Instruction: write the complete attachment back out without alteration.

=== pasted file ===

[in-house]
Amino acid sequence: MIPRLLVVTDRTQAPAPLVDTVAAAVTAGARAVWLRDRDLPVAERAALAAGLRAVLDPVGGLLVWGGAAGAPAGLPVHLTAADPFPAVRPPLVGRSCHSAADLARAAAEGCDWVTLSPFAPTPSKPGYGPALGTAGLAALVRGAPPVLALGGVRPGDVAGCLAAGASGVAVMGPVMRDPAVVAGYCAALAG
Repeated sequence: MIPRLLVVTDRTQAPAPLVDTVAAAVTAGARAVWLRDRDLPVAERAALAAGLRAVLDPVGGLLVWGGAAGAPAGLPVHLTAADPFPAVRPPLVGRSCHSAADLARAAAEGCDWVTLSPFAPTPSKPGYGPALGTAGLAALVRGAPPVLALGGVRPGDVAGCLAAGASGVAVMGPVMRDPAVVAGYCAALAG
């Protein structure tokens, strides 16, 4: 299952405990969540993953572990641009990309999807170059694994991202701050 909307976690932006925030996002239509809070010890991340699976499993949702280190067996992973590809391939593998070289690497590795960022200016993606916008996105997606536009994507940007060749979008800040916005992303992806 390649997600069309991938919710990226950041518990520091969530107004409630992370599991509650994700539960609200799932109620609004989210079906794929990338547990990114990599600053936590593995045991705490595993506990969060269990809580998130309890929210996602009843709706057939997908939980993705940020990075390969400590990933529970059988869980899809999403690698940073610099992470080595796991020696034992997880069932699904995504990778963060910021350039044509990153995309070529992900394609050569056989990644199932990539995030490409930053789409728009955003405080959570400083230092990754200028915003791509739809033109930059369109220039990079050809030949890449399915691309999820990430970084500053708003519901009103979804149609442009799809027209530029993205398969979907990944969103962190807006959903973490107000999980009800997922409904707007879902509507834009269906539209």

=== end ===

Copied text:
[in-house]
Amino acid sequence: MIPRLLVVTDRTQAPAPLVDTVAAAVTAGARAVWLRDRDLPVAERAALAAGLRAVLDPVGGLLVWGGAAGAPAGLPVHLTAADPFPAVRPPLVGRSCHSAADLARAAAEGCDWVTLSPFAPTPSKPGYGPALGTAGLAALVRGAPPVLALGGVRPGDVAGCLAAGASGVAVMGPVMRDPAVVAGYCAALAG
Repeated sequence: MIPRLLVVTDRTQAPAPLVDTVAAAVTAGARAVWLRDRDLPVAERAALAAGLRAVLDPVGGLLVWGGAAGAPAGLPVHLTAADPFPAVRPPLVGRSCHSAADLARAAAEGCDWVTLSPFAPTPSKPGYGPALGTAGLAALVRGAPPVLALGGVRPGDVAGCLAAGASGVAVMGPVMRDPAVVAGYCAALAG
């Protein structure tokens, strides 16, 4: 299952405990969540993953572990641009990309999807170059694994991202701050 909307976690932006925030996002239509809070010890991340699976499993949702280190067996992973590809391939593998070289690497590795960022200016993606916008996105997606536009994507940007060749979008800040916005992303992806 390649997600069309991938919710990226950041518990520091969530107004409630992370599991509650994700539960609200799932109620609004989210079906794929990338547990990114990599600053936590593995045991705490595993506990969060269990809580998130309890929210996602009843709706057939997908939980993705940020990075390969400590990933529970059988869980899809999403690698940073610099992470080595796991020696034992997880069932699904995504990778963060910021350039044509990153995309070529992900394609050569056989990644199932990539995030490409930053789409728009955003405080959570400083230092990754200028915003791509739809033109930059369109220039990079050809030949890449399915691309999820990430970084500053708003519901009103979804149609442009799809027209530029993205398969979907990944969103962190807006959903973490107000999980009800997922409904707007879902509507834009269906539209």